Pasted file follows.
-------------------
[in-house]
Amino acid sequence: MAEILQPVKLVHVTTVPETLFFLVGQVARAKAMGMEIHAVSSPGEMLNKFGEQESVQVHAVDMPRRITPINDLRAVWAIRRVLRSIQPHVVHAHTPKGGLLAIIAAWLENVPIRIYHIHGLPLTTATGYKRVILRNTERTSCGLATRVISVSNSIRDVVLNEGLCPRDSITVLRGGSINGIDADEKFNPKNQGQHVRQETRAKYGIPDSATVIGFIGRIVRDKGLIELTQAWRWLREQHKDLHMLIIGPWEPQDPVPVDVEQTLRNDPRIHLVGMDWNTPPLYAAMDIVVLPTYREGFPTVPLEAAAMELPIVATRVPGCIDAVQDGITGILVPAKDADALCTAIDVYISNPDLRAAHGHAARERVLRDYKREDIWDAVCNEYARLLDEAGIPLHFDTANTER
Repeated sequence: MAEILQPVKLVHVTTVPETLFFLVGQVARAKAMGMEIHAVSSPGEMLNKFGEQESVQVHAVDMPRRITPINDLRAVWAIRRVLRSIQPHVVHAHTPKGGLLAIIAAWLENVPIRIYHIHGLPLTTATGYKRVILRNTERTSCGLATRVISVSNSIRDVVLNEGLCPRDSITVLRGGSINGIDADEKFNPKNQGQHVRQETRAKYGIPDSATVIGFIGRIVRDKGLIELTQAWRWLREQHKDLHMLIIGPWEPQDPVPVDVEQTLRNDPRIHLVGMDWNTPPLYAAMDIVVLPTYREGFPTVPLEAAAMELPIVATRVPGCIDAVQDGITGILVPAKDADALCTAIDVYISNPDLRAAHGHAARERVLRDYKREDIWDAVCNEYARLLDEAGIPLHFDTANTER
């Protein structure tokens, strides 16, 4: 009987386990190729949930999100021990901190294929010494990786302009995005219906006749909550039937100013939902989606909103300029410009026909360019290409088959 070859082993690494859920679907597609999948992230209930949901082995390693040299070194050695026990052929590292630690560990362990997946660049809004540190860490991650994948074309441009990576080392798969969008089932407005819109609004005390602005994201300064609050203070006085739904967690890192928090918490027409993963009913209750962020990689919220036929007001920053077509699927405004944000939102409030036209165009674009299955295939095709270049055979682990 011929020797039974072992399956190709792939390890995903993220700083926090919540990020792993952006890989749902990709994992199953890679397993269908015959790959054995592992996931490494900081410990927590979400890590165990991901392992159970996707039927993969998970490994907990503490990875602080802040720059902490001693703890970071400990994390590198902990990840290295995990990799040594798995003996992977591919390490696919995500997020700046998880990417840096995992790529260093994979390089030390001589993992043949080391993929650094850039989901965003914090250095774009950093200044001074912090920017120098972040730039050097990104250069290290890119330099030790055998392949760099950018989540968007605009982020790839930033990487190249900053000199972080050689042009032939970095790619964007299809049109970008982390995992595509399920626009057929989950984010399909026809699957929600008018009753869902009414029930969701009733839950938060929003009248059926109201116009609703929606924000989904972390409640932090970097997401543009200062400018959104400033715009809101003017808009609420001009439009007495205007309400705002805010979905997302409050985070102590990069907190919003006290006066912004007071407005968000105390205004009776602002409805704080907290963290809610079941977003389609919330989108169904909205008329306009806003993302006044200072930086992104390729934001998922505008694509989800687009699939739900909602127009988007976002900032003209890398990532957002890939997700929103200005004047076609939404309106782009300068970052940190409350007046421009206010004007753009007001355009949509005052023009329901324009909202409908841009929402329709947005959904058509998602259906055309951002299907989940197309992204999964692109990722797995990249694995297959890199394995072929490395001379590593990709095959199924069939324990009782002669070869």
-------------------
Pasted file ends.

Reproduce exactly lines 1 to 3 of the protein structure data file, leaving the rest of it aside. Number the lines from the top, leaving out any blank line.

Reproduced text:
[in-house]
Amino acid sequence: MAEILQPVKLVHVTTVPETLFFLVGQVARAKAMGMEIHAVSSPGEMLNKFGEQESVQVHAVDMPRRITPINDLRAVWAIRRVLRSIQPHVVHAHTPKGGLLAIIAAWLENVPIRIYHIHGLPLTTATGYKRVILRNTERTSCGLATRVISVSNSIRDVVLNEGLCPRDSITVLRGGSINGIDADEKFNPKNQGQHVRQETRAKYGIPDSATVIGFIGRIVRDKGLIELTQAWRWLREQHKDLHMLIIGPWEPQDPVPVDVEQTLRNDPRIHLVGMDWNTPPLYAAMDIVVLPTYREGFPTVPLEAAAMELPIVATRVPGCIDAVQDGITGILVPAKDADALCTAIDVYISNPDLRAAHGHAARERVLRDYKREDIWDAVCNEYARLLDEAGIPLHFDTANTER
Repeated sequence: MAEILQPVKLVHVTTVPETLFFLVGQVARAKAMGMEIHAVSSPGEMLNKFGEQESVQVHAVDMPRRITPINDLRAVWAIRRVLRSIQPHVVHAHTPKGGLLAIIAAWLENVPIRIYHIHGLPLTTATGYKRVILRNTERTSCGLATRVISVSNSIRDVVLNEGLCPRDSITVLRGGSINGIDADEKFNPKNQGQHVRQETRAKYGIPDSATVIGFIGRIVRDKGLIELTQAWRWLREQHKDLHMLIIGPWEPQDPVPVDVEQTLRNDPRIHLVGMDWNTPPLYAAMDIVVLPTYREGFPTVPLEAAAMELPIVATRVPGCIDAVQDGITGILVPAKDADALCTAIDVYISNPDLRAAHGHAARERVLRDYKREDIWDAVCNEYARLLDEAGIPLHFDTANTER